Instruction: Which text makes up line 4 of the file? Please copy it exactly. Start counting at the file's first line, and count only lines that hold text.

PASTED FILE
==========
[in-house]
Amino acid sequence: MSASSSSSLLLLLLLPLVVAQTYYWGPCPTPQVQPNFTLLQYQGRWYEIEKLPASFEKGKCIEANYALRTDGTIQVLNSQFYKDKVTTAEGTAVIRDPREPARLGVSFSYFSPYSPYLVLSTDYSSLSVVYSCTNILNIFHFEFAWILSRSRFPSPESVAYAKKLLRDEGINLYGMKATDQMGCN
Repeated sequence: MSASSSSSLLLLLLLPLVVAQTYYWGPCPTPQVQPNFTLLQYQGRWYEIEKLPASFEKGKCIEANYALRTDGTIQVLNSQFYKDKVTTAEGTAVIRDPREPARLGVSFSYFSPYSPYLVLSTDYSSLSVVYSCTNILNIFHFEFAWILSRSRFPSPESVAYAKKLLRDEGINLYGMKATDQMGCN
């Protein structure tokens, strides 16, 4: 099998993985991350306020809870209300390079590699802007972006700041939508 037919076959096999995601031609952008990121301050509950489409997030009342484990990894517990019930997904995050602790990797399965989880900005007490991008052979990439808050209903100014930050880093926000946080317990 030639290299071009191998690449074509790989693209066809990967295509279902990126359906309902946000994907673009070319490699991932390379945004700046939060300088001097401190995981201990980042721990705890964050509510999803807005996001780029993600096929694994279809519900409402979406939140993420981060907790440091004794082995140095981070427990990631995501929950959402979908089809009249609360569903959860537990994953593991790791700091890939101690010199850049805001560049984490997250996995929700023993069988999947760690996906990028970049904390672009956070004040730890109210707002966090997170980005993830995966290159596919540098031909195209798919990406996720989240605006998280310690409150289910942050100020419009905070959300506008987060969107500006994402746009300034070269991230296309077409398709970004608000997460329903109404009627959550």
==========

């Protein structure tokens, strides 16, 4: 099998993985991350306020809870209300390079590699802007972006700041939508 037919076959096999995601031609952008990121301050509950489409997030009342484990990894517990019930997904995050602790990797399965989880900005007490991008052979990439808050209903100014930050880093926000946080317990 030639290299071009191998690449074509790989693209066809990967295509279902990126359906309902946000994907673009070319490699991932390379945004700046939060300088001097401190995981201990980042721990705890964050509510999803807005996001780029993600096929694994279809519900409402979406939140993420981060907790440091004794082995140095981070427990990631995501929950959402979908089809009249609360569903959860537990994953593991790791700091890939101690010199850049805001560049984490997250996995929700023993069988999947760690996906990028970049904390672009956070004040730890109210707002966090997170980005993830995966290159596919540098031909195209798919990406996720989240605006998280310690409150289910942050100020419009905070959300506008987060969107500006994402746009300034070269991230296309077409398709970004608000997460329903109404009627959550």